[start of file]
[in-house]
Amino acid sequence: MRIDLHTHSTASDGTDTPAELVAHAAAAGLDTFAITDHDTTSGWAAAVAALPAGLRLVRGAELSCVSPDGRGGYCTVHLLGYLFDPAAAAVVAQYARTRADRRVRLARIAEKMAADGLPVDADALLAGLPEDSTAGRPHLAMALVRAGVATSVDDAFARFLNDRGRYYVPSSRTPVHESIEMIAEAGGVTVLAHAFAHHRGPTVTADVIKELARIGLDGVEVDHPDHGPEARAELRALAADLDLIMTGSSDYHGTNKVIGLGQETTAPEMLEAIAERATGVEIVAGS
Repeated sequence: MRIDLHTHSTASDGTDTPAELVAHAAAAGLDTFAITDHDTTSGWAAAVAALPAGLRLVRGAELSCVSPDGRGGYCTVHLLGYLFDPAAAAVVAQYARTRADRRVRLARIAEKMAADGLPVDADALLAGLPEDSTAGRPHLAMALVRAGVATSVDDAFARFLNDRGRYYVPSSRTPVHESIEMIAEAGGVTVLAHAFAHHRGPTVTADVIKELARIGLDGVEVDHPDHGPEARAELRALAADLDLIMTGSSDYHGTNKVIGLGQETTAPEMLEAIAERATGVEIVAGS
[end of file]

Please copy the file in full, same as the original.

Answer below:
[in-house]
Amino acid sequence: MRIDLHTHSTASDGTDTPAELVAHAAAAGLDTFAITDHDTTSGWAAAVAALPAGLRLVRGAELSCVSPDGRGGYCTVHLLGYLFDPAAAAVVAQYARTRADRRVRLARIAEKMAADGLPVDADALLAGLPEDSTAGRPHLAMALVRAGVATSVDDAFARFLNDRGRYYVPSSRTPVHESIEMIAEAGGVTVLAHAFAHHRGPTVTADVIKELARIGLDGVEVDHPDHGPEARAELRALAADLDLIMTGSSDYHGTNKVIGLGQETTAPEMLEAIAERATGVEIVAGS
Repeated sequence: MRIDLHTHSTASDGTDTPAELVAHAAAAGLDTFAITDHDTTSGWAAAVAALPAGLRLVRGAELSCVSPDGRGGYCTVHLLGYLFDPAAAAVVAQYARTRADRRVRLARIAEKMAADGLPVDADALLAGLPEDSTAGRPHLAMALVRAGVATSVDDAFARFLNDRGRYYVPSSRTPVHESIEMIAEAGGVTVLAHAFAHHRGPTVTADVIKELARIGLDGVEVDHPDHGPEARAELRALAADLDLIMTGSSDYHGTNKVIGLGQETTAPEMLEAIAERATGVEIVAGS